The Gandhian philosophy of “Sarvodaya” – all rising, but the last person first – is the foundation for GRAVIS’ vision and mission. GRAVIS works for the collective ascension of men, women, and children, regardless of economic situation, caste, or religion. GRAVIS also adheres to another Gandhian notion, “Gram Swarajya,” or village self-rule, when implementing its efforts. GRAVIS works toward the rehabilitation of the rural community, enabling village ownership and control over its environment, institutions, and relations.
Life Challenges of the Women Served
The Thar Desert is a drought prone region in northwest India that bleeds into Pakistan. It is the most densely populated desert ecosystem on earth, with nearly 24 million people living in an area the size of Nebraska, and a 28 percent population growth rate every ten years. Here, the landscape is dotted with crops growing among sand dunes, protected forests, and isolated farms. This area, which touches the states of Rajasthan, Gujarat, Punjab, and Haryana, is considered one of the most economically challenged regions in India. Erratic rainfall and drought causes great losses to livelihood. Feudal society, poor socio-economic status of women, and the prevalence of patriarchy are predominant features of the rural communities in Rajasthan.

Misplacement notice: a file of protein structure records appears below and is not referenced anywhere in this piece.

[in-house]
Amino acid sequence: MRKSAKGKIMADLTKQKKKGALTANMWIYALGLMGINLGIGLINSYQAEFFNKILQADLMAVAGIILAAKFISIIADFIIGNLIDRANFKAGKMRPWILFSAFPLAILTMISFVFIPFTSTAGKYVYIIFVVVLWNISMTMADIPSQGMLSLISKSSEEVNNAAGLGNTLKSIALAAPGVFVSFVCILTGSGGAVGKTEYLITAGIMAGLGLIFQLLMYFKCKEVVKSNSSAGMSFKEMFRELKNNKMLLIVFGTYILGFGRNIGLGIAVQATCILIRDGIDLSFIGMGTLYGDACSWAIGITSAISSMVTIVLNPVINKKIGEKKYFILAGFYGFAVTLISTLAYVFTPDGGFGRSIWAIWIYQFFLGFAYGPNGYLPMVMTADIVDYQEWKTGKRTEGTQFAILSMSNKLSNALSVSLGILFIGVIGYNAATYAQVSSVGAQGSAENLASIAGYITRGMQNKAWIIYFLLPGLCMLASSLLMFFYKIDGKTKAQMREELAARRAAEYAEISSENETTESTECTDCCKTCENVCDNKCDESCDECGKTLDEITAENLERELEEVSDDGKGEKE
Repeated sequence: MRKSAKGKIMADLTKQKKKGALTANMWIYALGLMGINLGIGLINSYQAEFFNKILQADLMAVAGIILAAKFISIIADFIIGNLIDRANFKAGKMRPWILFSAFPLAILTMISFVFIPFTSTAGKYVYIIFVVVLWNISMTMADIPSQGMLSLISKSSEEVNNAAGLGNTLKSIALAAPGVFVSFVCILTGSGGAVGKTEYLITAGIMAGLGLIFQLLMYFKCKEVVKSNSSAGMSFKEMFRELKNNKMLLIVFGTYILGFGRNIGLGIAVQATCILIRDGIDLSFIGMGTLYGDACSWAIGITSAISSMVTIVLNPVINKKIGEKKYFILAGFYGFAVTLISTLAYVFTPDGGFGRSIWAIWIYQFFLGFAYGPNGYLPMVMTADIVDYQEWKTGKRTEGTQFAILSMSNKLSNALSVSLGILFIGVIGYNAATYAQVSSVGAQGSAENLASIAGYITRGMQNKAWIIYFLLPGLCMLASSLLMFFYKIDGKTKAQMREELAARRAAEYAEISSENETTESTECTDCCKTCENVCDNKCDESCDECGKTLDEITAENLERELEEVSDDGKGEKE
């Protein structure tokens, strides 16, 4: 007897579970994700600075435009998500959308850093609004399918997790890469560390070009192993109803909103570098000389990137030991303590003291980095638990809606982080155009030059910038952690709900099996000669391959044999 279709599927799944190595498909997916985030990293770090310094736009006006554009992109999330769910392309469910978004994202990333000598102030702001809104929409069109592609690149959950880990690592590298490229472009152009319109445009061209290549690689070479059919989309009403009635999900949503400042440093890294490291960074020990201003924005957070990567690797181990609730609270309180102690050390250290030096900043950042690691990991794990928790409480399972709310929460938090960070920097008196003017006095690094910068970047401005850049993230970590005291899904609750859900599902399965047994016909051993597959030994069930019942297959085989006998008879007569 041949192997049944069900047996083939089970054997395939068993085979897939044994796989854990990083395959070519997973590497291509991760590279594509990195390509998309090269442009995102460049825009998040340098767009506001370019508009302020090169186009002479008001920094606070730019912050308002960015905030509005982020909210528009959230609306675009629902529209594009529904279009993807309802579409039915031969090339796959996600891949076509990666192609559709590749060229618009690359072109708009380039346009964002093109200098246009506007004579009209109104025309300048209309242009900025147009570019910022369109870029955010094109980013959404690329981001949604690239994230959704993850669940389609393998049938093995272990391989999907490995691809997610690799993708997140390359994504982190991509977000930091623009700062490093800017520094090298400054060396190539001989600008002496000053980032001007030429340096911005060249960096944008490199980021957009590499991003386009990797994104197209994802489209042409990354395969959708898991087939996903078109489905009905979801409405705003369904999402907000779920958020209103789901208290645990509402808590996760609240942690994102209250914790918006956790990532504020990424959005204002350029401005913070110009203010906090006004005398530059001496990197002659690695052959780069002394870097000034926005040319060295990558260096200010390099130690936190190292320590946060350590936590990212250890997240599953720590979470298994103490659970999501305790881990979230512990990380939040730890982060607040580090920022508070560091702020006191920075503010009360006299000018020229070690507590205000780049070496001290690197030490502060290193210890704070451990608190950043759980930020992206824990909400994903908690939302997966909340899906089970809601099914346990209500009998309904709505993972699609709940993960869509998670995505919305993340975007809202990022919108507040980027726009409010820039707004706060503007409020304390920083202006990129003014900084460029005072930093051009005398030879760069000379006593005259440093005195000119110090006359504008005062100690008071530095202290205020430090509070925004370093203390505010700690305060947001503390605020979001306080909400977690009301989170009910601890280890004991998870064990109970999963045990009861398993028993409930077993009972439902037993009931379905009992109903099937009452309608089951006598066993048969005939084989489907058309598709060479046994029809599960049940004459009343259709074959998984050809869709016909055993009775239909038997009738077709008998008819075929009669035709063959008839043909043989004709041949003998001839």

Among the numerous problems facing rural communities in the Thar Desert is a lack of education and a profound lack of access to healthcare. Thar inhabitants cannot afford to spend time or money on health when the priorities are water, food, and fodder. As a result, the Thar Desert has some of the lowest health indicators in India. State healthcare expenditures in Rajasthan are among the lowest in the country, with 95 percent of revenues allocated to other needs. In this area, healthcare does not reach most poor people, lower castes, communities living in remote areas, and especially women. In addition, up to 43 percent of healthcare providers in Primary Health Care Centers (PHC) are absent.